Genre: Feelings & Emotions
Age: Toddler- Pre-school
Time for another favourite book of mine! Our recent trip to the library left me full of good reads and this book, Grumpy Pants by Claire Messer was my favourite one!
When picking books at the library I take a couple random thoughts into consideration:
- illustrations and story (of course)
- books with a teaching point at the time (i.e. change in season, potty training or holidays)
- books I have been told to read by my mindful parent community
Synopsis: Grumpy Pants is a great book for the 18 mos - 3 years range. With simple and concise language the book walks the reader through the life of a grumpy penguin. He isn't sure why he is grumpy (very relatable) but he is. He tries to stomp it out, shake it off and finally by stripping away his clothes, taking a deep breath and jumping in the bathtub he begins to feel better. He tops off his change in mood by putting on his favourite pj's and reading a good book. It't not easy to maintain a toddler's attention span long enough for a book with a good message, but this book nails it! With a quick story full of meaning and purpose this book makes a valuable lesson quick and easy to digest.
I loved this book for many reasons:
- the focus wasn't on the reason why the penguin is grumpy. The focus was put on how the penguin can take control of his mood, and change it, all by himself. It showed his safe attempts to rid himself of the bad mood which are all safe and relatable things for kids to try. - I love the metaphor of stripping off the grumpy mood with each piece of clothing. It made it very clear that a feeling and bad mood wasn't a part of the penguin, it was all just a temporary feeling. He wasn't a grumpy penguin doomed to be grumpy forever. - I appreciate that an entire three pages of the book are dedicated to the penguin stopping to take a deep breath and count to three. Showing children this invaluable tool in the face of grumpiness is all we can ask for from a book on bad moods. The penguin takes a deep breath, and we always take a nice long pause at this part of the story to practice our deep breaths too. Then the penguin goes on to count to three. Taking more time for himself before jumping into the tub!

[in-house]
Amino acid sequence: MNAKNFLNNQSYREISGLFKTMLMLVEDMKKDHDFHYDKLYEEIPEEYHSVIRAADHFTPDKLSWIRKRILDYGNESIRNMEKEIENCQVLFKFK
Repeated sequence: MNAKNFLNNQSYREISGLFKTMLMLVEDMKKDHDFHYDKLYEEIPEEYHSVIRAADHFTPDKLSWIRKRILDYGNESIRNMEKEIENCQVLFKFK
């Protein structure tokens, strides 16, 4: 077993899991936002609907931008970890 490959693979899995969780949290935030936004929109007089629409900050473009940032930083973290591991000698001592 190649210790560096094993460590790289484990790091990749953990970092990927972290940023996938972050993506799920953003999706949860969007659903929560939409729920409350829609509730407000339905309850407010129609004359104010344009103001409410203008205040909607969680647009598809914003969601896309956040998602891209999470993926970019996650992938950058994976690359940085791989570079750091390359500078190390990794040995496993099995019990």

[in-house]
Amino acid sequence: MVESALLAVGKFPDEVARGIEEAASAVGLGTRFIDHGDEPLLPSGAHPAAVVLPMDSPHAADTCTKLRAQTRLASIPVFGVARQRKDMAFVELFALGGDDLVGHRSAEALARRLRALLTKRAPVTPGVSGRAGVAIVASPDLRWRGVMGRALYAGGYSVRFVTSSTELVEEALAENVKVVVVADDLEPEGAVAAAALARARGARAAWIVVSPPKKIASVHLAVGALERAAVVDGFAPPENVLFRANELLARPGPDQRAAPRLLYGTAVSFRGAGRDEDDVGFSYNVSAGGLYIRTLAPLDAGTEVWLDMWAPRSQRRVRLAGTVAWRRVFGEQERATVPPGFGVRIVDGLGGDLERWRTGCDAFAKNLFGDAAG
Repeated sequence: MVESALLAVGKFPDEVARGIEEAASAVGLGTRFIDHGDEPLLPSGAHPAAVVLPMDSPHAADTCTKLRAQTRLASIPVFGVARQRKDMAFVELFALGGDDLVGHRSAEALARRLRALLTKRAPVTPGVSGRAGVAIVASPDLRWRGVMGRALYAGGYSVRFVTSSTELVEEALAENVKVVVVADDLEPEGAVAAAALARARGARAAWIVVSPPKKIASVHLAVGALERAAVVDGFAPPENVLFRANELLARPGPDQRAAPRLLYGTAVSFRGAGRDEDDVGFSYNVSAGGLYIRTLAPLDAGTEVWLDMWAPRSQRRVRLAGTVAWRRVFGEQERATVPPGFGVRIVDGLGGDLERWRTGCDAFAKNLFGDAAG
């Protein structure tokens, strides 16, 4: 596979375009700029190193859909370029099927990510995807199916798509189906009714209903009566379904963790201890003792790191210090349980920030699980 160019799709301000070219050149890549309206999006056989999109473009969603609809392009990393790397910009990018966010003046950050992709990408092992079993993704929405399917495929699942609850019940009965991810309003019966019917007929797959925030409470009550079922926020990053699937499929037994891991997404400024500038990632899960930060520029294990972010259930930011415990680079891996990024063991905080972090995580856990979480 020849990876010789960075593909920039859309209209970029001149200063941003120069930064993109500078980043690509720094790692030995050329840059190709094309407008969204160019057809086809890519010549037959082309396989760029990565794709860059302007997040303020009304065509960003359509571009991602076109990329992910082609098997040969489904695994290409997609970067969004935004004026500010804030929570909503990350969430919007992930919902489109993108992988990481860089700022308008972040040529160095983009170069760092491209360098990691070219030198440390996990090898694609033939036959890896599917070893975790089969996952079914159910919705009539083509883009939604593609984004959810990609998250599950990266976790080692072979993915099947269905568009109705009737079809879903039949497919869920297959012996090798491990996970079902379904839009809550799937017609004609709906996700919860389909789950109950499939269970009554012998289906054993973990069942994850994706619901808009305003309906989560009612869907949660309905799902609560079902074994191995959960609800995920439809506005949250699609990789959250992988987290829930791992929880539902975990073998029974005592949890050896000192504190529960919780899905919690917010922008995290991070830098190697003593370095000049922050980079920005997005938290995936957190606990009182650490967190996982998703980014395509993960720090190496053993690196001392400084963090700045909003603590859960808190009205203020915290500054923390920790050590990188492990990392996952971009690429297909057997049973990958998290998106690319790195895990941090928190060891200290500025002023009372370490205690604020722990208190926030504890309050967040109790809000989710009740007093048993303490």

- I also love that the tub (a part of every toddler's life) is what really starts to change his mood around. With water being a very grounding element for humans, it is an excellent way to calm big feelings and emotions. By submerging ourselves in water, most people will instantly feel a sense of calm and relaxation. Which the penguin does! A great idea for parents and children to shake those nasty feelings.
If you have a toddler feeling big emotions and nasty bouts of grumpiness, you should add this book to your home library a.s.a.p.!
Show love, grow love
Happy Living Parents!